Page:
And Then There’s Farbauti: Thoughts on Loki’s Father

October 10, 2017 | Filed Under History, Things I Think About | No Comments

The subject of Farbauti came up on Tumblr in this post, and, well, I Have Thoughts.

Pull up a chair, choose a beverage, and let’s chat about Farbauti.

We know very little about him from the myths, as the few mentions are both fragmentary and filtered through the lens of the Christian scholars who wrote everything down after a gap of some centuries.

He is called “Cruel Striker”, which some take as an indication that he is associated with lightning. Why lightning? Lightning creates fire, which burns and destroys, but new life comes after the fire. With Loki’s mother Laufey, “The Leafy One”, we have lightning striking a leafy tree and creating wildfire, which destroys and begins a new cycle of life. That works pretty well, both on the material plane and as material for a myth. She is also sometime referred to as “Njal”, thought to be pine needles, which are equally combustible and would give the same result.

The myths say nothing about the relationship between Laufey and Farbauti, and do not explain why Farbauti was not involved in Loki’s childhood. Maybe it was Laufey’s decision, maybe it was Farbauti’s decision, maybe it was circumstance. Some people read the lighting strike by which Farbauti impregnated Laufey as sexual assault, in which case it’s understandable why Laufey wants nothing to do with him, and does not him near her son.

There’s also speculation that Laufey was not Jotun, but Asynja, which makes the pairing (whether mutually chosen or not) even more unusual. There are plenty of tales of Aesir and Vanir males pairing with Jotun females, but a conspicuous absence of instances of Jotun males pairing with non-Jotun females. This would underscore Loki’s otherness even more thoroughly; the discomfort others feel about him is not just that he is half-Jotun, it’s that he is half-Jotun in the wrong way. UPG abounds on this, and you may have some of your own.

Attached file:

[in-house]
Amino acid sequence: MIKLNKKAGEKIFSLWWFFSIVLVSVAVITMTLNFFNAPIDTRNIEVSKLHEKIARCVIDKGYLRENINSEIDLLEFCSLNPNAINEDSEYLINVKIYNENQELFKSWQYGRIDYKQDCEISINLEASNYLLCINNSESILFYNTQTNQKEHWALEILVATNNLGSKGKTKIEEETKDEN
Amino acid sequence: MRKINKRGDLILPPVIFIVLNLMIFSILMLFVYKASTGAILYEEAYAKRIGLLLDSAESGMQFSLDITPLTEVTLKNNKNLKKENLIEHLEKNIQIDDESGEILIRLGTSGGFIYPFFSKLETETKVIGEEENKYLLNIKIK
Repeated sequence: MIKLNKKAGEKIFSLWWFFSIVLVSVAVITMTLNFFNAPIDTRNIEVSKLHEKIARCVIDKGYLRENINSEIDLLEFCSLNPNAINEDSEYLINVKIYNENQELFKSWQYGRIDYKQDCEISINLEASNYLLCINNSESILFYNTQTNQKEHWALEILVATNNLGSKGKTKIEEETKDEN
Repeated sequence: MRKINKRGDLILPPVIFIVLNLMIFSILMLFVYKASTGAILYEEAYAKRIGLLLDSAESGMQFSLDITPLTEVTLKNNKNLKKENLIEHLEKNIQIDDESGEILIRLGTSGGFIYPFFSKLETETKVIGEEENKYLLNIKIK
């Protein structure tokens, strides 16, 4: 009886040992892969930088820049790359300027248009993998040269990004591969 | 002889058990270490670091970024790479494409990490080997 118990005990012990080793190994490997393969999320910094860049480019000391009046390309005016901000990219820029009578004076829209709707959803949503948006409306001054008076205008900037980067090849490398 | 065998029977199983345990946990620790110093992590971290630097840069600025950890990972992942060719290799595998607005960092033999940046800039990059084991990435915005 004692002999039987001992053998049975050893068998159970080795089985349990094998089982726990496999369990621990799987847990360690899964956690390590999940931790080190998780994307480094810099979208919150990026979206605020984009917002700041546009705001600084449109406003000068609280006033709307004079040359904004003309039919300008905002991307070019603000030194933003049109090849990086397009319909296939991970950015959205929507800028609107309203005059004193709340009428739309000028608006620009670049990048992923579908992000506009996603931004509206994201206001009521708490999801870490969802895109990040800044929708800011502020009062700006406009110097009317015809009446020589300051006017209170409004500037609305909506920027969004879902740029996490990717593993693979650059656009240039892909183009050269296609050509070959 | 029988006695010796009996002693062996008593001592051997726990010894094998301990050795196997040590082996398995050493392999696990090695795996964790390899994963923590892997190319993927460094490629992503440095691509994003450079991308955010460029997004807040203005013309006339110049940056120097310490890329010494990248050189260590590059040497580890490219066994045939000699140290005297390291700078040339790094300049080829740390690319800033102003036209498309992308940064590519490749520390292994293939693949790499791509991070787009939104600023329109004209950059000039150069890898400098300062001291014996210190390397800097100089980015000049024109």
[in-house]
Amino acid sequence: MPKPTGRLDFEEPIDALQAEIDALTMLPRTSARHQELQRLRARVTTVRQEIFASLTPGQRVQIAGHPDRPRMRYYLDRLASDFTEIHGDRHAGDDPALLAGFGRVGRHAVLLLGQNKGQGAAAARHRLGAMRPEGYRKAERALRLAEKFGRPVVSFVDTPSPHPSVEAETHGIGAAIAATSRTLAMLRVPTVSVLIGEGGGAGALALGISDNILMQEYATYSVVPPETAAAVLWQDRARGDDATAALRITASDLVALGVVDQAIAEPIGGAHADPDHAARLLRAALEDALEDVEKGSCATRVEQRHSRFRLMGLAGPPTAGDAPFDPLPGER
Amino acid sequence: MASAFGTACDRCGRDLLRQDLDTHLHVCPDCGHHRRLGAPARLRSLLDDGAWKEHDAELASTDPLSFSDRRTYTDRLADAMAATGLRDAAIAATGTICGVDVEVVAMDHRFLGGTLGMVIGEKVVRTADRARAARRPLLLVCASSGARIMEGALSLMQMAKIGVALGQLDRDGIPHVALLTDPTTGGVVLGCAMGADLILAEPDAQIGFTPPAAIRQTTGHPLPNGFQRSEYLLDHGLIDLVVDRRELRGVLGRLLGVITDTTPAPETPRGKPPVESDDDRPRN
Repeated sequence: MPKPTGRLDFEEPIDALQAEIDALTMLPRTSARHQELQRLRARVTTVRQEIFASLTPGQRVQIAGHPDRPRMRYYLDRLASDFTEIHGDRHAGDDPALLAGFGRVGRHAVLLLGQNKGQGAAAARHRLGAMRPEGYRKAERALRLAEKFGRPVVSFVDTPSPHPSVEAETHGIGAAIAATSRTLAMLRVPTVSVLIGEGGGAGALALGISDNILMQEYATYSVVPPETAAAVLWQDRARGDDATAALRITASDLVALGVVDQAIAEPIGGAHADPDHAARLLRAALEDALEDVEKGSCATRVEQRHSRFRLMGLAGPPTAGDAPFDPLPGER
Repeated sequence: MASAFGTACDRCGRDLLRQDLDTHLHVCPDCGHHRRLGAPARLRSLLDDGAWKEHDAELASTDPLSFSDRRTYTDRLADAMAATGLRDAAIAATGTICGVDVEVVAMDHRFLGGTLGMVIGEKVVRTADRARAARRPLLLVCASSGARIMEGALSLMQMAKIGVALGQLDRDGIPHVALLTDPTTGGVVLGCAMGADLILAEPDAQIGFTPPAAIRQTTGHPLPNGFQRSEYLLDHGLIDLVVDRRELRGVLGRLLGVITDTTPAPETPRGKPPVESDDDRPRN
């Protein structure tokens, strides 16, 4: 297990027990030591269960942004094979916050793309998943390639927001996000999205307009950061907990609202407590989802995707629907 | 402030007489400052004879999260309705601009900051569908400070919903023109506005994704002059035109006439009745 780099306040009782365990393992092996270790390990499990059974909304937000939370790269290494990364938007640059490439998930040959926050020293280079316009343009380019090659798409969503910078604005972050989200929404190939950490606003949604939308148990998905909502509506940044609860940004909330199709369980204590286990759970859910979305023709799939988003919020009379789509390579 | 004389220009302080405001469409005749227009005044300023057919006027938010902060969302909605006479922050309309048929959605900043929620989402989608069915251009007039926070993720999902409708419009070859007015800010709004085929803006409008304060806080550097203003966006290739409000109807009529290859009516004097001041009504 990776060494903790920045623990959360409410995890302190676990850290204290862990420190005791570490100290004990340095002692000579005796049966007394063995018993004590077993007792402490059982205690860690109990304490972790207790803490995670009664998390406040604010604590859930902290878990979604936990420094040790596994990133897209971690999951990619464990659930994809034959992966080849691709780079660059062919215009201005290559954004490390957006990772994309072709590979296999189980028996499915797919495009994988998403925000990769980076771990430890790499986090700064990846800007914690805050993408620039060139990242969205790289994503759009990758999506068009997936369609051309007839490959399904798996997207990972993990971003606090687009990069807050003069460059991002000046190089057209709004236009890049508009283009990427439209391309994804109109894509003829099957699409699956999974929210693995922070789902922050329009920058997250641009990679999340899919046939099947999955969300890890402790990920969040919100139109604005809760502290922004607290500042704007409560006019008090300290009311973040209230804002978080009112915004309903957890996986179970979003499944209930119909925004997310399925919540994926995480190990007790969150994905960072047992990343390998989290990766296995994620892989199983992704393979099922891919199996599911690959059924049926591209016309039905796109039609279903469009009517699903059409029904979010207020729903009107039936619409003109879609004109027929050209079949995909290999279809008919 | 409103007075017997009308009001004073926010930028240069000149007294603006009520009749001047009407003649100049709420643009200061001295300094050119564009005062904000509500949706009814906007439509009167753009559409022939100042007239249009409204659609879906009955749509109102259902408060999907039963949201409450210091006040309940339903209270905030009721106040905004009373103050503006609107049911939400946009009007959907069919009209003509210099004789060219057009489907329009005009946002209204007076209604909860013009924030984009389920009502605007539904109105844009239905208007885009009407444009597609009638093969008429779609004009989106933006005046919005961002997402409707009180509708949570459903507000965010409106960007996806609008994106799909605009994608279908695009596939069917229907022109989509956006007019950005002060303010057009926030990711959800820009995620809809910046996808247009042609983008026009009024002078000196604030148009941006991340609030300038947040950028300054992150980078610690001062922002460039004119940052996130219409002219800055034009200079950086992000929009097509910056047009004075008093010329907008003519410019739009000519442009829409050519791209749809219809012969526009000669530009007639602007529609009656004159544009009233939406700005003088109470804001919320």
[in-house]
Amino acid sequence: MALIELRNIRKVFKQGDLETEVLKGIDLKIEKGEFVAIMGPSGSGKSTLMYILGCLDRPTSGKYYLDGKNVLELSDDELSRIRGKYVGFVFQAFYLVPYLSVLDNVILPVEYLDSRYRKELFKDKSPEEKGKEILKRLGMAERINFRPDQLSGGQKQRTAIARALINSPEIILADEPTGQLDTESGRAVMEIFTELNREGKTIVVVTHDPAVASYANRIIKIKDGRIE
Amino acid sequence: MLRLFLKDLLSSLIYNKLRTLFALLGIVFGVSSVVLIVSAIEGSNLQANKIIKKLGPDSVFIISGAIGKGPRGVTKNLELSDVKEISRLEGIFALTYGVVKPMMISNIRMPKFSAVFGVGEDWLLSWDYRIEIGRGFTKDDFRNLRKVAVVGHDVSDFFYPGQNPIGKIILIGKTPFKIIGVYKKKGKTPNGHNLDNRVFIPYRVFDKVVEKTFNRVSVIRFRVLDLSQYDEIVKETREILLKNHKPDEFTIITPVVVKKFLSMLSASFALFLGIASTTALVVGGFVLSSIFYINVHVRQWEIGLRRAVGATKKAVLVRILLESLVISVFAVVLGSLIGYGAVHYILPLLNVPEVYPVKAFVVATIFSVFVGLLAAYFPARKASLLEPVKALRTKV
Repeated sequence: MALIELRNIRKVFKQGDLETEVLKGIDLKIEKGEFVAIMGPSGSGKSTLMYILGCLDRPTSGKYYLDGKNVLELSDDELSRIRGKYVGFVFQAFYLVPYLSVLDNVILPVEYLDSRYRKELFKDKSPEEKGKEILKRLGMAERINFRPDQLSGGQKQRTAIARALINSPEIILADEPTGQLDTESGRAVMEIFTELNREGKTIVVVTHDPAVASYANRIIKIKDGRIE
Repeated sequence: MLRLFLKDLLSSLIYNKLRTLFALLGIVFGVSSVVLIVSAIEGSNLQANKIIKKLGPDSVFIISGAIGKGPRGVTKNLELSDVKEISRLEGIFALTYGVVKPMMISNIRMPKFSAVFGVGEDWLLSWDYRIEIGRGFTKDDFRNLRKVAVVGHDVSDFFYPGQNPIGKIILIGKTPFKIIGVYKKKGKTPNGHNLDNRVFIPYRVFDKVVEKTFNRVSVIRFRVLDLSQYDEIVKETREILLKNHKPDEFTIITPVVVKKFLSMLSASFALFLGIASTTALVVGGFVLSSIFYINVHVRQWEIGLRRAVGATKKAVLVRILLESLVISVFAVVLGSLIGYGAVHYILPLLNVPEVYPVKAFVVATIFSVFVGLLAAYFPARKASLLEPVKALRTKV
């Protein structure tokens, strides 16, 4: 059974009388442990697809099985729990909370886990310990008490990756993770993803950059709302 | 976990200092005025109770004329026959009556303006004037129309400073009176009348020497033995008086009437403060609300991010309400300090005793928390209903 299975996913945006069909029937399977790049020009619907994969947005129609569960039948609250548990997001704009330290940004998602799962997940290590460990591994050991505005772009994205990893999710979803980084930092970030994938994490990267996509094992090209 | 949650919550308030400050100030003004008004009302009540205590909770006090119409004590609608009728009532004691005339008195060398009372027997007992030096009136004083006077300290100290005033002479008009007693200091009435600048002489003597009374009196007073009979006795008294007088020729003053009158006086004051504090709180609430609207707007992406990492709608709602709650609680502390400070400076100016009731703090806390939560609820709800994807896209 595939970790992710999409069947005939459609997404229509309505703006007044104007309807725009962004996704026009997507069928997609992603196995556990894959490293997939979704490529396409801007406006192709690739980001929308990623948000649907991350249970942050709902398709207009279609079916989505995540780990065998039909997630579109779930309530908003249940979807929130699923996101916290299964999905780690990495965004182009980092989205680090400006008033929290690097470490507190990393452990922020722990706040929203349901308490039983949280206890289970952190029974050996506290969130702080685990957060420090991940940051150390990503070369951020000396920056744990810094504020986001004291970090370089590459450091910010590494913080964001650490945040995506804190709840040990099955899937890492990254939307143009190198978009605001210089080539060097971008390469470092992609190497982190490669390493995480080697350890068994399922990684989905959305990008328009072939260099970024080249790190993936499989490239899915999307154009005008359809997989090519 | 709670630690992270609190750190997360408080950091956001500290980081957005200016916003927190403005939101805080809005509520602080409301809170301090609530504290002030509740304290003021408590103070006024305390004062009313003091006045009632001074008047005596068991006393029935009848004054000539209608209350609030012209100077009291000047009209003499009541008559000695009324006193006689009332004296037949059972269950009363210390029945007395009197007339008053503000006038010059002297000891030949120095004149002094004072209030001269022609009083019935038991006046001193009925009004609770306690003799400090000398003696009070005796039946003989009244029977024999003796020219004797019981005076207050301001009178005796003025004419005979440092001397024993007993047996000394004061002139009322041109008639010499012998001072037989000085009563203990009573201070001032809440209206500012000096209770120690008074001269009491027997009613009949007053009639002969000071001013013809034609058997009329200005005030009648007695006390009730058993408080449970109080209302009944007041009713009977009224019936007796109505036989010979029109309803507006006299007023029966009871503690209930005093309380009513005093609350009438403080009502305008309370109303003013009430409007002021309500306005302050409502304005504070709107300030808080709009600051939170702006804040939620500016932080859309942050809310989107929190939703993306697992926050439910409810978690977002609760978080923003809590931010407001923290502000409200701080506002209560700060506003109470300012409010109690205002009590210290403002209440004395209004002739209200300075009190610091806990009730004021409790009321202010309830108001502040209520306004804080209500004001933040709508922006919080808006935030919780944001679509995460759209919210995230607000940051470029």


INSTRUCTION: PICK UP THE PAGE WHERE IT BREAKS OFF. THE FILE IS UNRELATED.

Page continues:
Loki is known by a matronymic, unusually for a male of the Viking age. Why? Well, you’ll have to ask him. Perhaps to honor his mother, or to renounce his father, or some of both. If he is half-Jotun “the wrong way” and/or the child of a rape, he’s definitely going to distance himself from that. Who would want to carry the name of the person who assaulted their mother in such a horrible way?

For the Aesir, it’s probably actually worse if Laufey willingly entered into the relationship with Farbauti. While boys may be boys, and girls are permitted some freedoms, the men’s privileges are much more wide-ranging. That may be something that was different in the original myths, prior to the Christian filters being applied. (See also the slut-shaming of Freyja and the desexualization of Frigg. But that’s another post.) Until we get a time machine, however, we just don’t know, but we can make some educated guesses based on the social mores of the time. Women were permitted some sexual freedom in the Viking era, but of course the Christians couldn’t condone that sort of behavior, so we need to be aware of that bias as we consider the relationship between Loki’s parents as presented in the myths.